Hasim Rahman is the perfect opponent for heavyweight champion Wladimir Klitschko. He looks more fearsome than he is.
Two weeks before Christmas, the unified IBF and WBO champion will get his first present of the holiday season at the SAP Arena in Mannheim, Germany when he gets into the ring with a 36-year-old, jet lagged Rahman, who is the polar opposite of the injured original opponent he is replacing.
With only 16 professional fights and none against formidable opposition, Alexander Povetkin may have been the IBF’s mandatory challenger but he was not likely to challenge Klitschko for long. Povetkin lacked experience, pedigree and, frankly, the punching power to stand tall with the 6-6 Klitschko for very long.
Rahman, on the other hand, has legitimate one-punch power and a lot of experience against top shelf heavyweights, if such a thing still exists in the present dismal climate. What he doesn’t have is a decent work ethic in training, a decent chin and, most importantly, a decent heart for the business he’s in. As Joe Frazier once put it about an opponent he did not particularly respect, “His heart pumps Kool-Aid.’’
Rahman’s pumps blood but not much resolve, as he showed in his last fight when he quit on his stool after being cut by former middleweight champion James Toney. The opinion of most in boxing was that it was a Monty Python kind of cut (“Only a flesh wound’’) yet Rahman chose to retire, ultimately getting a no contest in a fight he should have lost.
At 36, Rahman (45-6-2, 36 KO) now seems to be the classic journeyman in search of a payday. Serendipity brought him this one Saturday night on HBO. After Povetkin sustained a foot injury and pulled out on short notice a scramble to find a replacement began and there was the always affable and agreeable Rahman and hence a title shot was born despite the fact he had done nothing to earn it except still being breathing and in a gym at the time.
The IBF has said it will continue to maintain Povetkin as the mandatory challenger but Klitschko was allowed to go forward with what now seems likely to be a cautiously boring affair for a number of rounds with Klitschko (51-3, 45 KO) using his long jab to stab at Rahman while seldom fully engaging with him until fatigue starts to set in. When it does, Rahman figures to fold his tent or have it folded up for him by the stiff jab/straight right hand combination Klitschko has used to erase a wide number of opponents.
Yet there remains one mystery that brings intrigue to this match. Or maybe it is two. The one-punch knockout power of Rahman, which first brought him the heavyweight title seven years ago when he stunned Lennox Lewis by knocking him stiff in Johannesburg, South Africa, is part of that mystery.
The other part is the designated landing strip for such punches – the formerly failed chin of Klitschko. The champion has been stopped three times (by Ross Purrity, Corrie Sanders and Lamon Brewster) and in each case Klitschko claimed he’d been hit with fatigue, a problem he insists he has since overcome. He was perhaps fatigued in those fights by the time they were stopped but that didn’t seem to be a problem until he got hit on the chin a few too many times.
That is why the words of his trainer, affable Emanuel Steward, carry some sense of veiled foreboding with them.
“We take him very seriously,’’ Steward said of Rahman this week. “We consider him more dangerous than Povetkin. He is the strongest one-punch puncher Wladimir has ever faced.’’
If he is, then Povetkin is in danger of not having Klitschko around to challenge next year. Yet the truth seems to be somewhat different. Rahman is dangerous because he can punch with unusual authority if he lands and Klitschko’s chin has proven suspect when reached by someone with power but being dangerous does not necessarily make you dangerous. The opponent will have something to say about that and in this case, the 6-foot-6 Klitschko appears to have the physical skills and size to hold off a faded Rahman until his resolve begins to wane, as it so often has since losing the world title a second time.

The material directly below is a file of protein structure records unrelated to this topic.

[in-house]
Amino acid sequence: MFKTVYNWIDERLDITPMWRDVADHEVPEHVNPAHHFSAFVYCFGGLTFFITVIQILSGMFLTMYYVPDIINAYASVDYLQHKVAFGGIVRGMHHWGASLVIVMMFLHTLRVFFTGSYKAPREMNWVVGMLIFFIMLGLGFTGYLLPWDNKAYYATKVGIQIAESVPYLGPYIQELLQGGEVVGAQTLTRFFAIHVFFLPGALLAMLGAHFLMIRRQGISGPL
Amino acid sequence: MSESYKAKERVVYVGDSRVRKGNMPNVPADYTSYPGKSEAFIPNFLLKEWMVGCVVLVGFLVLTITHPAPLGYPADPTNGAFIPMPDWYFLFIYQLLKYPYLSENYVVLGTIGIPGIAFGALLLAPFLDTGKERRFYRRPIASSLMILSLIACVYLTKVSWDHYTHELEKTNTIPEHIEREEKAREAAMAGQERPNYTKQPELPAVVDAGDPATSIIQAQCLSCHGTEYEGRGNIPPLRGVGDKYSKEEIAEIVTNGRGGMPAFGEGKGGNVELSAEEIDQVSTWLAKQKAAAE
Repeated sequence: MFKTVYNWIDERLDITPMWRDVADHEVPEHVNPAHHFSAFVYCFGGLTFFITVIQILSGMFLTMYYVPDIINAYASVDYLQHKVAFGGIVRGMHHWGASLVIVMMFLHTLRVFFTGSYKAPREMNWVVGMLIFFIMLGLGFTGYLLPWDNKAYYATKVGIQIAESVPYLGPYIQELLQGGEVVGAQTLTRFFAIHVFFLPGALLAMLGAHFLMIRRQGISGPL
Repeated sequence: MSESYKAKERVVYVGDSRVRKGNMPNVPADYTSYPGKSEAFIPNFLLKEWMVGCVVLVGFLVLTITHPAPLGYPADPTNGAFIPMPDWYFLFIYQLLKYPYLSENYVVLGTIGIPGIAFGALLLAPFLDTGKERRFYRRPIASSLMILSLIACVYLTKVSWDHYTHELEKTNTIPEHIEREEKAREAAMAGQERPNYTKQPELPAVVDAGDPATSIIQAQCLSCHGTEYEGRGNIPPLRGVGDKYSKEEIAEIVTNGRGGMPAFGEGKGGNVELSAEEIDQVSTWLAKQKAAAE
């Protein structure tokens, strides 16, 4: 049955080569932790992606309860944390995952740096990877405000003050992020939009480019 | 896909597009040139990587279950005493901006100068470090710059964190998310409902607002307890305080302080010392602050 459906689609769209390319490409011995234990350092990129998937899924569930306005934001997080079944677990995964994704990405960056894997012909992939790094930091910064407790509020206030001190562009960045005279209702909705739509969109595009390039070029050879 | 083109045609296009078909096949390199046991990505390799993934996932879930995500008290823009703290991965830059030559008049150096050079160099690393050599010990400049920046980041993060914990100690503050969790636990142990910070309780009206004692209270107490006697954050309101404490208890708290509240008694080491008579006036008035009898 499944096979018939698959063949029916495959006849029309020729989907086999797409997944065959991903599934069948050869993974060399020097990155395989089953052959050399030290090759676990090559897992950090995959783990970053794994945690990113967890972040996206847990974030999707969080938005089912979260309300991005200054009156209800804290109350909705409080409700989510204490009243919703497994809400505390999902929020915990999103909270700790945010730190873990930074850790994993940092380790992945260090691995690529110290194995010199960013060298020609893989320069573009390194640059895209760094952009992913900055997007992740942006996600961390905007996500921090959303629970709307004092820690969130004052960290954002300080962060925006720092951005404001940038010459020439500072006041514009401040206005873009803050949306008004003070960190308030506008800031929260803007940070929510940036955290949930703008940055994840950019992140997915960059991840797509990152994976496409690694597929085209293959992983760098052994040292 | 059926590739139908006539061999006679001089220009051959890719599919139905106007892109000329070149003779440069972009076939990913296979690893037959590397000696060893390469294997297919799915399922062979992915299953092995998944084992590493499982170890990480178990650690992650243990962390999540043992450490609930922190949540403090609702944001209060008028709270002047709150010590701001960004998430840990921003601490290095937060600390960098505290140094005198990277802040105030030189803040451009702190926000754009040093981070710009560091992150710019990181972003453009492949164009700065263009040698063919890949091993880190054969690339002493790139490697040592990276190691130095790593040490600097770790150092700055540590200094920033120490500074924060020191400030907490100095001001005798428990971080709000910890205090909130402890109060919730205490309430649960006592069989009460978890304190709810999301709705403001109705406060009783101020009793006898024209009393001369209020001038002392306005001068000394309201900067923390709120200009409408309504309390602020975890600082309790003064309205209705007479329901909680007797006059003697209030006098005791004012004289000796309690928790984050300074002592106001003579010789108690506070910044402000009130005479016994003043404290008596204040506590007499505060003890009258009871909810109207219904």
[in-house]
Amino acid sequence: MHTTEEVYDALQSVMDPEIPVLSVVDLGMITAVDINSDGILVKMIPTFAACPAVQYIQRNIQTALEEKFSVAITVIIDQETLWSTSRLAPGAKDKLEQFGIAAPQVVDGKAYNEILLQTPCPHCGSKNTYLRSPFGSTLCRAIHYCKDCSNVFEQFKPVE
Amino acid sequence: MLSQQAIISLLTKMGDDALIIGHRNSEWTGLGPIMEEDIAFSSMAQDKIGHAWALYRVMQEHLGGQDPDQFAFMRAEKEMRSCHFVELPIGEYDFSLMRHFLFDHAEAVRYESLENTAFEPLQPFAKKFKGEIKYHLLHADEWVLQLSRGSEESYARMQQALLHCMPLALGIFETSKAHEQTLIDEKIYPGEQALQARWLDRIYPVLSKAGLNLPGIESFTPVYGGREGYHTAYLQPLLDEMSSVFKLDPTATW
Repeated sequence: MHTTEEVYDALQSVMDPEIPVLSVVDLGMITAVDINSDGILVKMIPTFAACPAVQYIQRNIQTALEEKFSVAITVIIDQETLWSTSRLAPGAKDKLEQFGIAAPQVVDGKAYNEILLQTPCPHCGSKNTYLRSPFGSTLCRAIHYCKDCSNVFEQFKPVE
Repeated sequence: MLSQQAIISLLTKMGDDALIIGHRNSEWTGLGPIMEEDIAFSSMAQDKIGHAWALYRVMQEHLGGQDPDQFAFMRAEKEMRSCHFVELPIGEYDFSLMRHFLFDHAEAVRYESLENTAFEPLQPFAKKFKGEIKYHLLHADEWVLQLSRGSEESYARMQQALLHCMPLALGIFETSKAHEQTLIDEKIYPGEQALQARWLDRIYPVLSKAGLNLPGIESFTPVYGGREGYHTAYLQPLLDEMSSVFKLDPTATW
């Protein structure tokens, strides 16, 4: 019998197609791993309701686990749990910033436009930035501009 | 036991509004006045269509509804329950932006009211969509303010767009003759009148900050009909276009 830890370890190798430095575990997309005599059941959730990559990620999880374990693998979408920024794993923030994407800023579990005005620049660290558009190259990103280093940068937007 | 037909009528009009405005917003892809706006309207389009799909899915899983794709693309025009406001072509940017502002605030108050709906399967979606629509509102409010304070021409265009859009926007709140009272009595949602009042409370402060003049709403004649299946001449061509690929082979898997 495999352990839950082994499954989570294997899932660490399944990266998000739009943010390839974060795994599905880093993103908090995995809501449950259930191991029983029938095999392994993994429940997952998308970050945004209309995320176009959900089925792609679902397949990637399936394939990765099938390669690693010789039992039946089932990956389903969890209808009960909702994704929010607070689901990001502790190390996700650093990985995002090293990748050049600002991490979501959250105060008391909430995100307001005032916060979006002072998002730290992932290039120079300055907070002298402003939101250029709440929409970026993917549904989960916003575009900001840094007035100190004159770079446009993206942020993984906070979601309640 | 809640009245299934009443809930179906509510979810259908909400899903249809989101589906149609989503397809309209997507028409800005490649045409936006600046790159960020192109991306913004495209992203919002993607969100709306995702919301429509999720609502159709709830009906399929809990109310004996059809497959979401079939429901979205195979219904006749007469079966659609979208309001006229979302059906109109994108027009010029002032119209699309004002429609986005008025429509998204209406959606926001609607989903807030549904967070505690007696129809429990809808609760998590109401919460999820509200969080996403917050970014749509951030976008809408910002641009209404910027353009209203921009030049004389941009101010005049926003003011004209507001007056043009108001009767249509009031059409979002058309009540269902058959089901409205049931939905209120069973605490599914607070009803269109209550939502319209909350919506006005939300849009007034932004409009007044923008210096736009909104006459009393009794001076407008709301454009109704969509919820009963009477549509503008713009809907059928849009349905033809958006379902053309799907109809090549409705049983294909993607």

When Rahman’s hope begin to fade and he begins to fatigue and feel some pain himself, then and only then will the ultra-conservative Klitschko move in for the kill. When he does, what falls seems likely to be a fistic formality,
“I am not going to underestimate him in any way,’’ Klitschko said in Mannheim. “This is his last chance. I expect a challenge from Hasim Rahman because he’s up against the strongest man in the heavyweight division and three titles are at stake.
“Of course I expect I’ll be more than he can handle – like it is with everyone I face.’’
That seems a stretch of self-indulgence but it is difficult to refute Klitschko’s take on this fight. He could, as he has before, get lazy or become unfocused and get caught with a bomb from across the unseen horizon that dethrones him but the more likely scenario is that Klitschko out boxes and outhustles Rahman for the first half of the match, beating him to the punch and ever more steadily hurting him with big combinations until Rahman collapses as much from indifference as anything else.
Once that corrosive process begins, the fight is over, yet Rahman still will have one thing going for him besides power. He will have Klitschko’s on-going fear of firepower, a concern that while well placed considering his past has often made him seem a very reluctant dragon himself.
To push that psychological advantage, Rahman will first have to push himself and then push Klitschko as well. Yawning and nearly half asleep at a Monday press conference in Mannheim, Hasim Rahman did not appear to anyone in attendance to be ready to do that, so the likelihood is that he is looking at this fight the same way Klitschko is – as an early Christmas present, an unexpected bonus at the end of the year and nothing more.
Who will win? Wladimir Klitschko or Tyson Fury?